Center for Human Embryonic Stem Cell Research and Education
Center for Human Embryonic Stem Cell Research and Education
Stem Cell Use:
Embryonic Stem Cell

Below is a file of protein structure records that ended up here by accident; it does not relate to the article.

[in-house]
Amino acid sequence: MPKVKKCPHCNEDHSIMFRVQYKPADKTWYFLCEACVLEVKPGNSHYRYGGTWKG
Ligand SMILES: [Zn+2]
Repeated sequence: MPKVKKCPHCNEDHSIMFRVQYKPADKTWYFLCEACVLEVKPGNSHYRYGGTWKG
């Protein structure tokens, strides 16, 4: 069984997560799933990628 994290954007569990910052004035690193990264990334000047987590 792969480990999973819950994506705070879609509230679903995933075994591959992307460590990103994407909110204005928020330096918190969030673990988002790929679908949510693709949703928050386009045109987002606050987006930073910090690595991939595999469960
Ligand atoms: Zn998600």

The goal of this proposal is to establish a premiere center for human embryonic stem cell (hESC) research and education in the state of California. Our center builds on the established excellence of faculty with research organized into four thematic areas: Human embryology, derivation of hESC lines, including disease-specific lines, and SCNT, Cell fate specification and hESC reprogramming,Cancer and cancer stem cells, and Directed differentiation to cardiac and neural lineages. Here, we seek funding to renovate facilities that will house a human embryo/oocyte resource center and database, hESC line derivation, as well as other research and educational training including a central repository for growth, characterization and distribution of hESC lines to scientists in our community. The success of the faculty in this Center in garnering funding for hESC research, including CIRM funding, mandates the expansion of our research facilities. In addition, an accompanying curriculum in Stem Cell Techniques Courses is complementary to the research efforts and builds on a history of teaching excellence. This curriculum will encompass three areas: Basic hESC Biology covering core essentials of hESC biology for individuals with little or no previous experience in hESC research, Advanced or Specialized Stem Cell Techniques courses that will provide individuals with tailored instruction to enhance forward momentum in selected scientific topics, and Systems Biology that reaches across institutions to bring together scientists in hESC and computational research. We anticipate that the outcome of our training initiatives will be both an expansion of knowledge and the building of teams to tackle tough basic and clinical challenges. Finally, we note that our human embryo/oocyte resource center will provide expertise, materials and a complete, decoded database for use of precious resources in hESC research. This will enhance efforts to provide early diagnostics for reproductive and somatic disorders, cancers and onset of disease. Thus, this Center builds on a regionally unique combination of scientific and clinical excellence of Stanford University and neighboring institutions to provide critical research and educational support to scientists in California.